I added more spices than the recommended amount (2 teaspoons oregano as opposed to 1, and 2 tablespoons basil, vs. the suggested garnish). I also swapped out the black olives for Kalamata, because hello? There’s just no comparison.

Creamy Mushroom Pasta

Monday, March 23rd, 2015

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Okay, so I lied!

The lovely spring weather has kept me so busy that my review of Simple Recipes for Joy is slow going. In the meantime, I decided to try another pasta dish: namely, the Creamy Mushroom Pasta, which is amazaballs.

Basically you saute the mushrooms along with some garlic and spices; mix in some mushroom stock (I used veggie), soy milk, water, and gluten-free flour for thickness, and then puree the whole shebang into a creamy mushroom sauce. So good! But I like my pasta with some chunk veggies too, so I upped the ten ounces of mushrooms to an even sixteen, and then held some back prior to adding the liquids. Once the sauce was creamed and the pasta cooking, I mixed the mushrooms back in with the sauce so they’d be nice and warm. Done and done!

From the looks of things, though, I probably could have went with even more ‘shrooms. Filing that lesson away for next time.

For the GF flour, I went with coconut, which made for an interesting texture. Once the sauce cooled, it got a little grainy, but…I kind of liked it! It’s reminiscent of the Fettuccine Alfredo from Mark Reinfeld’s The 30 Minute Vegan’s Taste of Europe, which uses cashews in addition to mozzarella Daiya. The coconut flour bits are so similar to the little cashew crumbs that one’s easily mistaken for the other. And since Reinfeld’s Fettuccine Alfredo happens to be my favorite Fettuccine Alfredo of all the times…well, good memories, positive associations, and all that jazz.

Spaghetti and “Meat” Balls

Thursday, March 19th, 2015

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You guys, can you believe this is my first and only post titled “Spaghetti and Meat Balls”? NEITHER CAN I.

Anyway. This is probably the last recipe I’ll try before reviewing Sharon Gannon’s Simple Recipes for Joy. I think the count’s up to eleven now, which is good enough for this girl.

So. Spaghetti and “Meat” Balls. Now you know I’m a rather rigorous judge when it comes to pasta dishes, since red sauce basically pumps through my veins. And I’ve had some frustrating run-ins with sketchy faux meatball recipes, so there’s that.

While these meatballs didn’t exactly come together as expected – the directions were a little confusing; the batter, super-mushy – I was able to salvage them with a few tweaks.

(More below the fold…)

My Current Favorite Fast Food

Saturday, March 14th, 2015

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I go through cycles where I absolutely cannot stuff enough of a particular food into my face, and right now that food is tofu scramble. Bonus points if it’s served with a side of semi-greasy baked potato pieces slathered in ketchup.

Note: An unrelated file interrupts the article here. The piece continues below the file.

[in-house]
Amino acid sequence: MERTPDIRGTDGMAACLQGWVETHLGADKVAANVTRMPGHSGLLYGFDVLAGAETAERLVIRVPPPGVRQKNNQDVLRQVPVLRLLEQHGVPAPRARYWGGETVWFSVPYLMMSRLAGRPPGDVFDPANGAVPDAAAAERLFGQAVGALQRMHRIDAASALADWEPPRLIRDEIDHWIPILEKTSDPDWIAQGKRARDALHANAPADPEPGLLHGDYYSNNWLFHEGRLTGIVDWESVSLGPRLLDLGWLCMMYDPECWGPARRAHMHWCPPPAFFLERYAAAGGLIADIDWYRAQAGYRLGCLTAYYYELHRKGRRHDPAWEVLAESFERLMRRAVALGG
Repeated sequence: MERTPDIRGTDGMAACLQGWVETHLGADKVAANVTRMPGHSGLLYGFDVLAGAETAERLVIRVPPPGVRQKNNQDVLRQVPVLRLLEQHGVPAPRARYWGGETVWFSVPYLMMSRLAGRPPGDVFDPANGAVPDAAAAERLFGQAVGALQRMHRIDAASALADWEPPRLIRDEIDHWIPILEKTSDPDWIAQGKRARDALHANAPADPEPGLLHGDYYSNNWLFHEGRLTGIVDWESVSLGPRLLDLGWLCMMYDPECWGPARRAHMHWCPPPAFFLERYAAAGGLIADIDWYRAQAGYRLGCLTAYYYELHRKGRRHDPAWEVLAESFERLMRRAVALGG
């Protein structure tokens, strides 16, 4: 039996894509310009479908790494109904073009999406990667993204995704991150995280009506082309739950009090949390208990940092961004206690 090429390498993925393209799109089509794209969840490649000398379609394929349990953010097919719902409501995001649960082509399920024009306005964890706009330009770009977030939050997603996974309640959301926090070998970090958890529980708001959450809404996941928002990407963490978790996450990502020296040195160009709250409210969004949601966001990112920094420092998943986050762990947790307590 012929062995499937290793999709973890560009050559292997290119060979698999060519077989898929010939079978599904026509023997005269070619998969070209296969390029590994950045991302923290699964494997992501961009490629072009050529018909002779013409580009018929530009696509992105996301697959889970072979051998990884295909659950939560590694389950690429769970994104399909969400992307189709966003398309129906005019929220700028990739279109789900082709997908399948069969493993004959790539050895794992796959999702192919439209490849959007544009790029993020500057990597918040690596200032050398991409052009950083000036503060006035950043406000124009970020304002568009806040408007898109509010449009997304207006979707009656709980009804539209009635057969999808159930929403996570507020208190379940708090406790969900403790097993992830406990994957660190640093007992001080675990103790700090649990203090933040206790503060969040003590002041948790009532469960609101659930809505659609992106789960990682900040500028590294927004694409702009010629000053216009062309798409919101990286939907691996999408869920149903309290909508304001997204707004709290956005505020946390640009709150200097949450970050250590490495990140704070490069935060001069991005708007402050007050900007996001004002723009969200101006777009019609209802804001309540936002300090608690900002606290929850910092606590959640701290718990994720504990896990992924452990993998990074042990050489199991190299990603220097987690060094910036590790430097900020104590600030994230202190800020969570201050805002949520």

A friend on FB asked for tips on eating healthier, which got me thinking. One of my favorites is this: make up a giant batch of a well-loved (but healthy) food so that I can live on the leftovers, if not for a week, then at least a couple of nights. That way I won’t be tempted to eat a quick junkie meal (pizza, you know I love you but…) on those nights when I don’t have the time or desire to cook something from scratch. For those who live in places where vegan takeout is an option (I don’t; it’s both a blessing and a curse), having healthy leftovers in the fridge may discourage you from choosing this path of least (but most delicious) resistance.

I especially love tofu scrambles for this, because they’re so versatile and easy. Just reheat leftovers on the stovetop for five or ten minutes (it doesn’t require a ton of adult supervision, which is all the better!) and dinner is served. Don’t have enough leftovers for a proper meal? Bake a potato, steam some carrots, toss in a cup or two of extra frozen veggies. Anything goes in a scramble; it’s the perfect cleaning out your fridge/freezer meal.

Or use the scramble as a filling in a sammie, loose “meat” style. The bread makes an excellent filler, and the mode of delivery magically transforms it into brand new meal.

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Tofu scrambles be banging on sourdough bread slathered in Vegenaise and garnished with spinach and a few tomato slices.

Lately I’ve been making a double-batch of tofu scramble at a time. Sure, it takes about a half hour extra, but I have enough scramble left over for three or more additional meals. Plus I can press both bricks at the same time, and I end up with fewer dishes to wash overall. Win.